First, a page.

3,453 days later, the US bull market becomes the longest on record

  • Investors should not fret over the longest-running bull market milestone, but should focus on the solid underpinnings driving the run.
  • The current bull market rally, which started March 9, 2009, became the longest one on record since World War II on Wednesday by avoiding a 20 percent or more decline, according to S&P Dow Jones Indices.
  • The market has risen more than 300 percent since its low nine years ago. It surpassed the rally from 1990 to early 2000, which totaled 3,452 days.

Age is just a number.

With the stock market attaining the crown of the longest-running bull market in modern financial history, investors should not fret over the milestone but should focus on the solid underpinnings driving the run.

The current bull market rally, which started March 9, 2009, became the longest one on record since World War II on Wednesday by avoiding a 20 percent or more decline, according to S&P Dow Jones Indices. The market has risen more than 300 percent since its low nine years ago. On Tuesday, it tied the rally from 1990 to early 2000, which totaled 3,452 days, and hit a record high.

(There's only one caveat: if the stock market failed to rise above Tuesday's record and dropped 20 percent from here, then it would be a tie. In early trading Tuesday, the S&P 500 was sitting just below that record and flat for the day.)

Belpointe chief strategist David Nelson warned investors to ignore the skeptics who may use the milestone as a reason to get out of the U.S. stock market.

"The data still points to U.S. equity markets as being the better asset class. Look around the world. We're the best game in town," he wrote in an email Monday. "If someone calls telling you to take money out of the U.S. and put it in emerging markets because they are cheap, HANG UP. Dead money for 12 years. Cheap for a reason."

One Wall Street veteran explained the rally's length is unimportant, and what matters for the market is the economy's strong growth.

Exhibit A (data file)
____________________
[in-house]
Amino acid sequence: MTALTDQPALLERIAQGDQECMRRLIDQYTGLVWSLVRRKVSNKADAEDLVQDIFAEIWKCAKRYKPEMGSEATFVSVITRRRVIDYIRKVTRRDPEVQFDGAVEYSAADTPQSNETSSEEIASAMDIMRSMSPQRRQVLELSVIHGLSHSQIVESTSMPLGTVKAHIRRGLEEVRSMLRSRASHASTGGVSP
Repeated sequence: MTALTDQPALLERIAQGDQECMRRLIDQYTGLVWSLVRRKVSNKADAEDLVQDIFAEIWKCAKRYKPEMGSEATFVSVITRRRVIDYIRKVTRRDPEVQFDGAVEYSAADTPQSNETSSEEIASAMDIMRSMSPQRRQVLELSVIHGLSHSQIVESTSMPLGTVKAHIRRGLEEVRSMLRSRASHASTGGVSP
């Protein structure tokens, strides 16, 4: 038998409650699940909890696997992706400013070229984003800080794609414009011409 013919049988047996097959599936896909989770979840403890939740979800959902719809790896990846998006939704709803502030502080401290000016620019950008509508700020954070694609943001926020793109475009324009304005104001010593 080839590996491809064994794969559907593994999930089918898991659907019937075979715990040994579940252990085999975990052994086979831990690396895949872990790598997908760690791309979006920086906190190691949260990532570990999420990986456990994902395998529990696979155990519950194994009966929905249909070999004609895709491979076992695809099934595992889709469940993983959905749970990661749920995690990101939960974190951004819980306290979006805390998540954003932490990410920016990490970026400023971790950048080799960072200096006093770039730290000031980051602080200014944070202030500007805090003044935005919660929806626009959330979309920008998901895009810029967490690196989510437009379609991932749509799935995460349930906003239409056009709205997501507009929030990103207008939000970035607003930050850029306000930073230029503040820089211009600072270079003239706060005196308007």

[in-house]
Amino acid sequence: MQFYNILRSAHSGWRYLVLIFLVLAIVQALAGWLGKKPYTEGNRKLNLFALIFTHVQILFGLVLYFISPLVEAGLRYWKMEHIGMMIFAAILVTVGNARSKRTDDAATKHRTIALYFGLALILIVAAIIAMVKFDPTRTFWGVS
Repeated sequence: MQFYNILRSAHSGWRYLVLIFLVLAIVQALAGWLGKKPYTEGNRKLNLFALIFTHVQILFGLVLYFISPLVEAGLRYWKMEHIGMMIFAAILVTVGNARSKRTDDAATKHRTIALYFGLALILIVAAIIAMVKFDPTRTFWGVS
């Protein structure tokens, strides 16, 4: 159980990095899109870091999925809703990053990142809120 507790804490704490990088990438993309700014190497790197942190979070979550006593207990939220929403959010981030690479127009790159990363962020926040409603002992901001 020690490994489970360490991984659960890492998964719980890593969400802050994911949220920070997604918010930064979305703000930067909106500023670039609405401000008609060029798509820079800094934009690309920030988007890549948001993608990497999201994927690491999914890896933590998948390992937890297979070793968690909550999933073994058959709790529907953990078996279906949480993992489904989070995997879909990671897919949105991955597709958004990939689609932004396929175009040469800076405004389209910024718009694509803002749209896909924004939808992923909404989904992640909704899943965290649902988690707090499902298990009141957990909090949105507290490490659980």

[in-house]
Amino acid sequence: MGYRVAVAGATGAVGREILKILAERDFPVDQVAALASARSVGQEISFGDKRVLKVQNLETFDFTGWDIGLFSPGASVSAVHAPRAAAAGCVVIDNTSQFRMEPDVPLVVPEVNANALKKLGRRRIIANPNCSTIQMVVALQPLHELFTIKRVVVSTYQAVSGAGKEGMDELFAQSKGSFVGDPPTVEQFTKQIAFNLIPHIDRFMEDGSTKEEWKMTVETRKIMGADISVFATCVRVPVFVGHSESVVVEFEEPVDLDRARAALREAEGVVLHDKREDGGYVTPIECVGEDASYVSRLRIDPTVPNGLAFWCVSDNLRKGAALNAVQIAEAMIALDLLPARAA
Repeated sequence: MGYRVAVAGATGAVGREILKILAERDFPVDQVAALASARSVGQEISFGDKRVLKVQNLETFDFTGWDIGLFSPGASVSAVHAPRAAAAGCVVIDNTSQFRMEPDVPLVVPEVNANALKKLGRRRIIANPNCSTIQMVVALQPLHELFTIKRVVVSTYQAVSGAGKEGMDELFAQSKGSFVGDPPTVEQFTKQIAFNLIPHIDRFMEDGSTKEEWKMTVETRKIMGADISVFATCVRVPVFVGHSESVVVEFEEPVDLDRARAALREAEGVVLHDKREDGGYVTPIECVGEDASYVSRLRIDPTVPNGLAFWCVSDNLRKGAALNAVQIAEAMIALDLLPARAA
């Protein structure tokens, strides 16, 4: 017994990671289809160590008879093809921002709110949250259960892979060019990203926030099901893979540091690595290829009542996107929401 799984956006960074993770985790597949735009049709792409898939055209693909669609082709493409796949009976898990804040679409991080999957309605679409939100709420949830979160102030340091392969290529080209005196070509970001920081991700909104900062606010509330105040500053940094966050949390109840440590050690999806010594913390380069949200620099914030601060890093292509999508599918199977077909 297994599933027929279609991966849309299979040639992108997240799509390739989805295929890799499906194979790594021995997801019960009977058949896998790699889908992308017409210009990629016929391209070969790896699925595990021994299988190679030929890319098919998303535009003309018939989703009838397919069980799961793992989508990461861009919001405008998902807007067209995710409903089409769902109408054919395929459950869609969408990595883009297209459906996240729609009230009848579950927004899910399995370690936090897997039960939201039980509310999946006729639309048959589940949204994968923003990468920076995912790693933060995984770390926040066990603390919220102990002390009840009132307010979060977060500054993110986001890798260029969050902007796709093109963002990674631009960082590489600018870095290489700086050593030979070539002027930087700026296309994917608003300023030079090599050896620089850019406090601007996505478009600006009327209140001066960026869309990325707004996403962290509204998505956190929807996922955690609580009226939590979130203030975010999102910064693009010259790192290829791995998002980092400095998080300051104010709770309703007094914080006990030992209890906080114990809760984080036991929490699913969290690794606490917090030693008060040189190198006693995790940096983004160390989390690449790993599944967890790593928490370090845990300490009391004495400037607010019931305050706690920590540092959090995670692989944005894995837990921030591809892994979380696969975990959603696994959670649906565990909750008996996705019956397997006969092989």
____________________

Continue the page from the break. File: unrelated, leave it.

"Bull markets don't die of old age. What kills them is recessions," Yardeni Research's Ed Yardeni said Monday on his website. "The earnings picture has been so bright. … I think we're going to have a long expansion. I think the bull market continues."

Yardeni reaffirmed his 3,100 year-end target for the S&P 500, representing 9 percent upside to Monday's close.

In similar fashion, J.P. Morgan Chase CEO Jamie Dimon agreed the state of the economy is the main driver for the market. He said earlier this month that the current bull market could "actually go for two or three more years."

Trump effect

The difference maker for stock market to extend its gains could be President Donald Trump's tax reform.

The president signed the Republican tax overhaul in December, which permanently lowered the corporate tax rate to 21 percent from 35 percent. The bill reduced tax rates on individuals across the board and nearly doubled the standard deduction — although those changes are in effect only from 2018 through 2025.

As a result, economic growth is accelerating and corporate revenues are booming.

The government said last month that second-quarter GDP grew at 4.1 percent, the fastest pace in nearly four years. In comparison, the euro zone grew only 1.4 percent in the same period, the lowest growth rate since 2016.

Perhaps no single company is a better barometer of economic health than Walmart, the country's largest retailer. In 2016, the company said more than 40 percent of the U.S. population, or 140 million people, shopped at Walmart on a weekly basis.

Last week, Walmart reported sales growth that was better than at any time in the past decade.

The retailer's shares closed up 9.3 percent last Thursday, 16 after it posted its highest domestic same-store sales growth in more than 10 years for its second quarter. Walmart reported an increase of 4.5 percent versus the Thomson Reuters estimate of 2.4 percent.

To be sure, the fiscal stimulus from lower tax rates and increased spending may sow the seeds of the rally's eventual demise.

Former Federal Reserve Chairman Ben Bernanke in June cautioned how Trump's tax reform may lead to difficulties in a couple years as the boost wears off.

"What you're getting is a stimulus at the very wrong moment that the economy is already at full employment," Bernanke said at the American Enterprise Institute on June 7. "So you're getting hit by a big stimulus … under current law it's going to hit the economy in a big way this year and next year, and then in 2020 Wiley E. Coyote is going to go off the cliff and going to look down. That'll be essentially withdrawn at that point."

But the market may not discount a stimulus lapse that far out in the future as long as the economy keeps accelerating into next year.

With mounting evidence from major corporate bellwethers that the U.S. economy is still improving, investors should take solace the stock market rally will likely keep going as well.